The Environmental Protection Agency (EPA) declined stricter regulations on particle matter pollution, according to The Washington Post and The New York Times. The change goes against scientists’ recommendations for particulate matter.
The change keeps in place regulations with a standard of 12 micrograms per cubic meter of air, per the Post, while scientists pushed for standards between 8 and 10 micrograms. Particles are a product of vehicle exhaust, industrial factories, power plants, and smokestacks.
The particulate matter is also correlated with asthma, heart attacks, and other health problems. There’s also increased data showing that air pollution is linked to lethal outcomes from Covid-19 and other respiratory diseases.
“Given the deadly nature of this pollutant, my advice to the new administration would be to very quickly embark on the process to make the standard more stringent,” said Richard Revesz, an expert on environmental law at New York University, in the New York Times.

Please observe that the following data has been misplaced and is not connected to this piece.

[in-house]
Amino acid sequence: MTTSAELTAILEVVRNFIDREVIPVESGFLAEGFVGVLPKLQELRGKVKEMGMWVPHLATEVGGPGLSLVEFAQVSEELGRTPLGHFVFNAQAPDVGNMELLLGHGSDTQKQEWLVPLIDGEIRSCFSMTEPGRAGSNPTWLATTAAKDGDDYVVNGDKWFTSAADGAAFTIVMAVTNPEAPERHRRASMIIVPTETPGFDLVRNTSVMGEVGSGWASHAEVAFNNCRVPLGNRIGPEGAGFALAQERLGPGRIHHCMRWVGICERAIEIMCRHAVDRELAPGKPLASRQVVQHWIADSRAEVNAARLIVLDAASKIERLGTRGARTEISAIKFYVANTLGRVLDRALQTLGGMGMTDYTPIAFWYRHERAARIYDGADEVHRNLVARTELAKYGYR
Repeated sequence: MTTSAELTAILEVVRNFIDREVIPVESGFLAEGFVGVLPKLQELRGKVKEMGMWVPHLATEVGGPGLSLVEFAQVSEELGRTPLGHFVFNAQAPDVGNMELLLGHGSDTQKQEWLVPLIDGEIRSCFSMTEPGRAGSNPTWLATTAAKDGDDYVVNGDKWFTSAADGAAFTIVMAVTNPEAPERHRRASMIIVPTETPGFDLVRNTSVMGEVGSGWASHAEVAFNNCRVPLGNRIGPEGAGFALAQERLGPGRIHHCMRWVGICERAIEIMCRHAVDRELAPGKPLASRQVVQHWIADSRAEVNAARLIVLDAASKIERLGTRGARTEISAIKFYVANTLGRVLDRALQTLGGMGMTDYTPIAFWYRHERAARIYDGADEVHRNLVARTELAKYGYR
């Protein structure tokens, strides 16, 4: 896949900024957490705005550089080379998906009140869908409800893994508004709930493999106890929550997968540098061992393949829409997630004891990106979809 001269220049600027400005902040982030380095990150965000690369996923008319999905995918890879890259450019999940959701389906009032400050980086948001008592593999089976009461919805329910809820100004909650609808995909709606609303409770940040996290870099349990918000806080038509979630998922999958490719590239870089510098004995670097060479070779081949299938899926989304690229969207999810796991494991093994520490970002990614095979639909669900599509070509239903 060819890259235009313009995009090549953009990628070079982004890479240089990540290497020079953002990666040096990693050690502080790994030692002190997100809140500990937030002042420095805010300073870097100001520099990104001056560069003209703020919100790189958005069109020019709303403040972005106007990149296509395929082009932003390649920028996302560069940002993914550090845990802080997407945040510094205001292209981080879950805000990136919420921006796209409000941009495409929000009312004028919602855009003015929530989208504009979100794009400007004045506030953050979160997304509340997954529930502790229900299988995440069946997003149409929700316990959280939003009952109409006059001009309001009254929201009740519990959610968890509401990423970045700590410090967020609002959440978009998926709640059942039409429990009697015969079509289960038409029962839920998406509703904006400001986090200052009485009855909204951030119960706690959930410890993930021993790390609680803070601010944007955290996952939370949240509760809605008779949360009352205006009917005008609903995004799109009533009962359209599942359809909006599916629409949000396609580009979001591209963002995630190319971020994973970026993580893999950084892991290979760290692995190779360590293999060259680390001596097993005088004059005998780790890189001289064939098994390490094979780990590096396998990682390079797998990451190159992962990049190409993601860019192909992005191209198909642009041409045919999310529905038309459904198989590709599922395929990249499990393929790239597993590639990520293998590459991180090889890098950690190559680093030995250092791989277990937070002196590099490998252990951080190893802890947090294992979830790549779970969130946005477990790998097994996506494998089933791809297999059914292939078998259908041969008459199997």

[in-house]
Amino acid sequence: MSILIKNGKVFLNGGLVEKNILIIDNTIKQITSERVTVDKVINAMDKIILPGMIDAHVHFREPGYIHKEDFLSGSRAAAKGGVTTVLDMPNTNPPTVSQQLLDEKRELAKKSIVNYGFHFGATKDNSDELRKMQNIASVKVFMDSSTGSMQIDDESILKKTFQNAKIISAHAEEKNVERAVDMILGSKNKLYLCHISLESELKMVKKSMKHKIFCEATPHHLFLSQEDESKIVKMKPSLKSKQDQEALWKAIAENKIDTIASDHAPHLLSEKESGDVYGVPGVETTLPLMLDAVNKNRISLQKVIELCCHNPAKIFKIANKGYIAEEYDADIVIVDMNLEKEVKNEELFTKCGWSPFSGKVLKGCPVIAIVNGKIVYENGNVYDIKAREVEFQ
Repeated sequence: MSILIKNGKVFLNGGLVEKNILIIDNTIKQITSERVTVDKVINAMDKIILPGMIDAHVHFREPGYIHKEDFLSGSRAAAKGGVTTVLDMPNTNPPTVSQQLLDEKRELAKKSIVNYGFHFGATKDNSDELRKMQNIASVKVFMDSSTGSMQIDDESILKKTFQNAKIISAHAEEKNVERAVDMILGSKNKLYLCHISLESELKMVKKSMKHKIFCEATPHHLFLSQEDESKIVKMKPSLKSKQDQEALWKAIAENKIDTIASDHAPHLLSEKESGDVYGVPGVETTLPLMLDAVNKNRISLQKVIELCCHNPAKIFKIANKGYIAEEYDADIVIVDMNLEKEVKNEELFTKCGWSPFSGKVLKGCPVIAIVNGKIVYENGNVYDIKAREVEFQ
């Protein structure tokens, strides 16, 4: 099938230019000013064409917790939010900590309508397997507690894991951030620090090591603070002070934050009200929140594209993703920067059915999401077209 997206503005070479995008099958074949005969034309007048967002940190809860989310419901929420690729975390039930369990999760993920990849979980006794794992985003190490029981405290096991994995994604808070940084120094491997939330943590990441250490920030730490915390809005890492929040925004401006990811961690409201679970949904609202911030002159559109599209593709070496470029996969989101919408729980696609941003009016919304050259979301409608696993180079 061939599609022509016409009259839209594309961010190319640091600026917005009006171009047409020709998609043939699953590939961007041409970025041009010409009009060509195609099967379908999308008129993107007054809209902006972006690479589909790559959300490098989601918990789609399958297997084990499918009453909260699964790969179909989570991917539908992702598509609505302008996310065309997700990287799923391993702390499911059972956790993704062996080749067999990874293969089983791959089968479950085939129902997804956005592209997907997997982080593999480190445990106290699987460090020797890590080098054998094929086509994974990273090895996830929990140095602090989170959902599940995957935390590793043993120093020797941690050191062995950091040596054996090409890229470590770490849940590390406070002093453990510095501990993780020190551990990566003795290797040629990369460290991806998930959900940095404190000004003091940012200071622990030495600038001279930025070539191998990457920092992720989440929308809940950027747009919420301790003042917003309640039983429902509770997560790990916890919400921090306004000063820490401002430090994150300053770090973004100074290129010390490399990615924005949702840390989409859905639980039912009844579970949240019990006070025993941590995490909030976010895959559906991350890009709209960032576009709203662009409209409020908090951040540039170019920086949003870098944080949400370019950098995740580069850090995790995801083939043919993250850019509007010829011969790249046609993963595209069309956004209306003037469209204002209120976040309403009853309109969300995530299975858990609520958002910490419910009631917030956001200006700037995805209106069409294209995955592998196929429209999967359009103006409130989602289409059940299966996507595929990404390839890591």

Environmentalists, including the Natural Resources Defense Council (NRDC) condemned the decision. “This administration could have strengthened the limits on soot to protect our lungs and give people at the highest risk of dying from Covid-19 a better chance at fighting off this virus. But it chose not to — leaving the health of tens of millions of Americans at risk,” John Walke, the group’s clean air director, said in a statement.
Read more recent news on air pollution in One Green Planet, check out these articles:
- Children’s Brains Exposed to Air Pollution Show Alzheimer’s Warning Signs
- Research Links Air Pollution with Higher Coronavirus Death Rates
- 200,000 Americans Die From Air Pollution Annually
- Trump Blocks California’s Emissions Rules
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